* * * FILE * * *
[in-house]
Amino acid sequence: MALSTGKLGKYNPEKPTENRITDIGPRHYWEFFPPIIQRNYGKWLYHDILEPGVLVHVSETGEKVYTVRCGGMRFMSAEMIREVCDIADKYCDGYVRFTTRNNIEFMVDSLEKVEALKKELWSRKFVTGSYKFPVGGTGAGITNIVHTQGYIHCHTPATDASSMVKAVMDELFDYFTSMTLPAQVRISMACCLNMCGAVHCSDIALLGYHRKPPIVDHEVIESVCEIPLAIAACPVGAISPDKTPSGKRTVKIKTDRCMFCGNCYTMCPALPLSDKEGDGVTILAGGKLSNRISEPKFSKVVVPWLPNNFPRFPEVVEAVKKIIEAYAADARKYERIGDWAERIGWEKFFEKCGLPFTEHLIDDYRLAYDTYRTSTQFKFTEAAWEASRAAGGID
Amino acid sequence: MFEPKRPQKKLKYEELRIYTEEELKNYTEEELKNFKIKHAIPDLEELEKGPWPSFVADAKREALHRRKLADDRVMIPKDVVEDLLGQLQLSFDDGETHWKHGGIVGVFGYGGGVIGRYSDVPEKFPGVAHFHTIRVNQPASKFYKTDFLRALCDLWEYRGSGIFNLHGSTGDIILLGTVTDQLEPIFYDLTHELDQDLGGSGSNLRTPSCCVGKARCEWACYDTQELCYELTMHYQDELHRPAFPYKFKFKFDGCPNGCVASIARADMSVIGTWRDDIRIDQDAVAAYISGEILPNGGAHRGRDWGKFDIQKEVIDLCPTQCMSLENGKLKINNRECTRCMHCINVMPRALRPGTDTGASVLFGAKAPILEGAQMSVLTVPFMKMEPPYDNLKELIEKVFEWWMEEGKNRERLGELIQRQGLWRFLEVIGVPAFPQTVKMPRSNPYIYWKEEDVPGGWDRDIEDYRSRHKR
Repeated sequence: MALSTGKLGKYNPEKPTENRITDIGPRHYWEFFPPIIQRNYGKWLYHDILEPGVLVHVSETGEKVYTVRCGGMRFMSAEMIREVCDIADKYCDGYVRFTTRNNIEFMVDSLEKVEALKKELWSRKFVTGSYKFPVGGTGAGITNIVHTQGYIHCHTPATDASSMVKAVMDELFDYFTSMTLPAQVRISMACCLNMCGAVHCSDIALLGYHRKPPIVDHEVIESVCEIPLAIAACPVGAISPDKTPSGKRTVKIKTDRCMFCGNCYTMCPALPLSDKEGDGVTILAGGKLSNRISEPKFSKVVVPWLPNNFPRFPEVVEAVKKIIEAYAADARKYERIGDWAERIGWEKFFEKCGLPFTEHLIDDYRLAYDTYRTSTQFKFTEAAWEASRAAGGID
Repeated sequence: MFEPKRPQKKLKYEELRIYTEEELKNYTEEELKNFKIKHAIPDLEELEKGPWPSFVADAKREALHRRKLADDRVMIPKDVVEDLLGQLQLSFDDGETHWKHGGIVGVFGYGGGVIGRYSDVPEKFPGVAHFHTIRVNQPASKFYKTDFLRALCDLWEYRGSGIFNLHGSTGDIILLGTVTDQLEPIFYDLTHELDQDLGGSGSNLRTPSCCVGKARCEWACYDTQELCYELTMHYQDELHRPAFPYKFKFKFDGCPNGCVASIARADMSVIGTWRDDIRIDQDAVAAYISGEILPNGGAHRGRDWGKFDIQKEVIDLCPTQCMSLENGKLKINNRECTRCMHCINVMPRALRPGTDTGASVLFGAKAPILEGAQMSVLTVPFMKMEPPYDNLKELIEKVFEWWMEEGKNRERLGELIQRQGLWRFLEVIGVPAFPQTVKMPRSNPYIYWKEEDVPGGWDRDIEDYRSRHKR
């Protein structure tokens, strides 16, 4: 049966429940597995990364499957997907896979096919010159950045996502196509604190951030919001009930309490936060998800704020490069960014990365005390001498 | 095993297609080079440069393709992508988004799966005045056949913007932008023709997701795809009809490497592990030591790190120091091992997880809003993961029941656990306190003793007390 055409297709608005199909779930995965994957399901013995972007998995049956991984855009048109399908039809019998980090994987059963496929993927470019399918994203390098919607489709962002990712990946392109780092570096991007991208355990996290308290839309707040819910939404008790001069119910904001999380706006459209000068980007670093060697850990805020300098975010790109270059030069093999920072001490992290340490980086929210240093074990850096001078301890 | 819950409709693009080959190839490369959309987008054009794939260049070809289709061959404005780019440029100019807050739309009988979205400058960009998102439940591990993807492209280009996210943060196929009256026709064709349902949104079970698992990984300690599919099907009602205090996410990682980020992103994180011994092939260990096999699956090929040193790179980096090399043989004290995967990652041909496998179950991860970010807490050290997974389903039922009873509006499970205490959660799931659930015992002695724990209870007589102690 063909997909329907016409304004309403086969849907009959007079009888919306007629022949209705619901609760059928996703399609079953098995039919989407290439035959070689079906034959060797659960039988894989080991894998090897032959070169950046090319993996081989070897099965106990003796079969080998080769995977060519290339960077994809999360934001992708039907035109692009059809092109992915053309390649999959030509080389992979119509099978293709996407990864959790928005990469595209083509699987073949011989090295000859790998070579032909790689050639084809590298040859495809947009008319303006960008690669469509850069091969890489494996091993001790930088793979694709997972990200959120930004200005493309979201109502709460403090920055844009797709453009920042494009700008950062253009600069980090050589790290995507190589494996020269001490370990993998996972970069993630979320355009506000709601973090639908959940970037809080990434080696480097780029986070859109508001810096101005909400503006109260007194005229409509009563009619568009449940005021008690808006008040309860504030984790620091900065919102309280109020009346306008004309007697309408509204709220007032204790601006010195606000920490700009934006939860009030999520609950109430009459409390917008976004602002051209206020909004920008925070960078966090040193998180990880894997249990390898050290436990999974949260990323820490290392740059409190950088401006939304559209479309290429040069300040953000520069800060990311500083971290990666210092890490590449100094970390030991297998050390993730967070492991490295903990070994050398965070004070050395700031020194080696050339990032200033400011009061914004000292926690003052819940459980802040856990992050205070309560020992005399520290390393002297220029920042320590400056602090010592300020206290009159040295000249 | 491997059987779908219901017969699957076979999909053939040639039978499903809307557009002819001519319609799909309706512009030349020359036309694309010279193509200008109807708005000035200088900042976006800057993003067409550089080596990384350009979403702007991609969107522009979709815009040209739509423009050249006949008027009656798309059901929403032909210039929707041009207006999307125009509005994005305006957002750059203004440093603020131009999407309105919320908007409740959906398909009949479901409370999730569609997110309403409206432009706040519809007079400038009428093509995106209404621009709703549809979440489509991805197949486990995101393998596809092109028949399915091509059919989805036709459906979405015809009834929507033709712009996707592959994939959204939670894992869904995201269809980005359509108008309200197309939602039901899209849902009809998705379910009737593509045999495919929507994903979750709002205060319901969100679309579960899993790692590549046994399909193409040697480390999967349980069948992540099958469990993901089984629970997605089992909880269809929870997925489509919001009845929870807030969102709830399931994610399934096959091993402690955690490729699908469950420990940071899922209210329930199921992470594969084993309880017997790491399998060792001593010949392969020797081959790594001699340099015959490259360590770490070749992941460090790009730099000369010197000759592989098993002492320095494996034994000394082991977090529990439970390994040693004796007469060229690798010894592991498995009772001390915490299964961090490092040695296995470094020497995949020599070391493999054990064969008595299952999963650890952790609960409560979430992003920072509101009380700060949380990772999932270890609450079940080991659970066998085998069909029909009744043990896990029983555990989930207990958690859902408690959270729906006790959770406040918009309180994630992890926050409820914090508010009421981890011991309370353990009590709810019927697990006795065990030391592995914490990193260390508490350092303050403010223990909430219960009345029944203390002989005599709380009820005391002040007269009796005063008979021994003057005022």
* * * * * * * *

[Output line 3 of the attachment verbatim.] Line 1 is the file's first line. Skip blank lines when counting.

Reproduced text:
Amino acid sequence: MFEPKRPQKKLKYEELRIYTEEELKNYTEEELKNFKIKHAIPDLEELEKGPWPSFVADAKREALHRRKLADDRVMIPKDVVEDLLGQLQLSFDDGETHWKHGGIVGVFGYGGGVIGRYSDVPEKFPGVAHFHTIRVNQPASKFYKTDFLRALCDLWEYRGSGIFNLHGSTGDIILLGTVTDQLEPIFYDLTHELDQDLGGSGSNLRTPSCCVGKARCEWACYDTQELCYELTMHYQDELHRPAFPYKFKFKFDGCPNGCVASIARADMSVIGTWRDDIRIDQDAVAAYISGEILPNGGAHRGRDWGKFDIQKEVIDLCPTQCMSLENGKLKINNRECTRCMHCINVMPRALRPGTDTGASVLFGAKAPILEGAQMSVLTVPFMKMEPPYDNLKELIEKVFEWWMEEGKNRERLGELIQRQGLWRFLEVIGVPAFPQTVKMPRSNPYIYWKEEDVPGGWDRDIEDYRSRHKR